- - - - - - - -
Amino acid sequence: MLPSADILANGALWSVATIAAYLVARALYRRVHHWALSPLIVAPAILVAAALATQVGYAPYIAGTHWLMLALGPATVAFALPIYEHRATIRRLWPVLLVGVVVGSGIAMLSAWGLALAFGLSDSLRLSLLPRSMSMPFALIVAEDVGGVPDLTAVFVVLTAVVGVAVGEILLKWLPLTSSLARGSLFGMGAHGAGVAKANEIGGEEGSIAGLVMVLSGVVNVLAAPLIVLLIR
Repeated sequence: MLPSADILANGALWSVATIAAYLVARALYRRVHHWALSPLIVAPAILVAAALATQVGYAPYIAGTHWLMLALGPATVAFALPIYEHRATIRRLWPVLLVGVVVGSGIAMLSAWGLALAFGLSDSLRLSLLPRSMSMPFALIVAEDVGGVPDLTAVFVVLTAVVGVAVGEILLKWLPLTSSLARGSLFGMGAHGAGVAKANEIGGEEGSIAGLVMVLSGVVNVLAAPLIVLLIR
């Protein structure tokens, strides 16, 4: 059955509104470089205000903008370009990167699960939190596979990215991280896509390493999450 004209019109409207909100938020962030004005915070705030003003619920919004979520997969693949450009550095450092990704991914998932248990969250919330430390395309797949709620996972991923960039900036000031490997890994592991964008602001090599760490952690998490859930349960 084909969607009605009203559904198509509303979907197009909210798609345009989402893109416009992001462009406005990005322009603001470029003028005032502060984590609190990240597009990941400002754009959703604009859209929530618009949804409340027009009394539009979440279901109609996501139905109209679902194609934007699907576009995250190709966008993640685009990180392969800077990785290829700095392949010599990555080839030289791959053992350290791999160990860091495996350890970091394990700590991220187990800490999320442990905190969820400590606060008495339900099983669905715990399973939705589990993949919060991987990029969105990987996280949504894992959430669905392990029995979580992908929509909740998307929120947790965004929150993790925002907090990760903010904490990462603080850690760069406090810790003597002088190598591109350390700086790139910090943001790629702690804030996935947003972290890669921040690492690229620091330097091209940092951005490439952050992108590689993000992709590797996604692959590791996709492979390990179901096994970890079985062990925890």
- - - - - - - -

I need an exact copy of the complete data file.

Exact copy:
Amino acid sequence: MLPSADILANGALWSVATIAAYLVARALYRRVHHWALSPLIVAPAILVAAALATQVGYAPYIAGTHWLMLALGPATVAFALPIYEHRATIRRLWPVLLVGVVVGSGIAMLSAWGLALAFGLSDSLRLSLLPRSMSMPFALIVAEDVGGVPDLTAVFVVLTAVVGVAVGEILLKWLPLTSSLARGSLFGMGAHGAGVAKANEIGGEEGSIAGLVMVLSGVVNVLAAPLIVLLIR
Repeated sequence: MLPSADILANGALWSVATIAAYLVARALYRRVHHWALSPLIVAPAILVAAALATQVGYAPYIAGTHWLMLALGPATVAFALPIYEHRATIRRLWPVLLVGVVVGSGIAMLSAWGLALAFGLSDSLRLSLLPRSMSMPFALIVAEDVGGVPDLTAVFVVLTAVVGVAVGEILLKWLPLTSSLARGSLFGMGAHGAGVAKANEIGGEEGSIAGLVMVLSGVVNVLAAPLIVLLIR
């Protein structure tokens, strides 16, 4: 059955509104470089205000903008370009990167699960939190596979990215991280896509390493999450 004209019109409207909100938020962030004005915070705030003003619920919004979520997969693949450009550095450092990704991914998932248990969250919330430390395309797949709620996972991923960039900036000031490997890994592991964008602001090599760490952690998490859930349960 084909969607009605009203559904198509509303979907197009909210798609345009989402893109416009992001462009406005990005322009603001470029003028005032502060984590609190990240597009990941400002754009959703604009859209929530618009949804409340027009009394539009979440279901109609996501139905109209679902194609934007699907576009995250190709966008993640685009990180392969800077990785290829700095392949010599990555080839030289791959053992350290791999160990860091495996350890970091394990700590991220187990800490999320442990905190969820400590606060008495339900099983669905715990399973939705589990993949919060991987990029969105990987996280949504894992959430669905392990029995979580992908929509909740998307929120947790965004929150993790925002907090990760903010904490990462603080850690760069406090810790003597002088190598591109350390700086790139910090943001790629702690804030996935947003972290890669921040690492690229620091330097091209940092951005490439952050992108590689993000992709590797996604692959590791996709492979390990179901096994970890079985062990925890």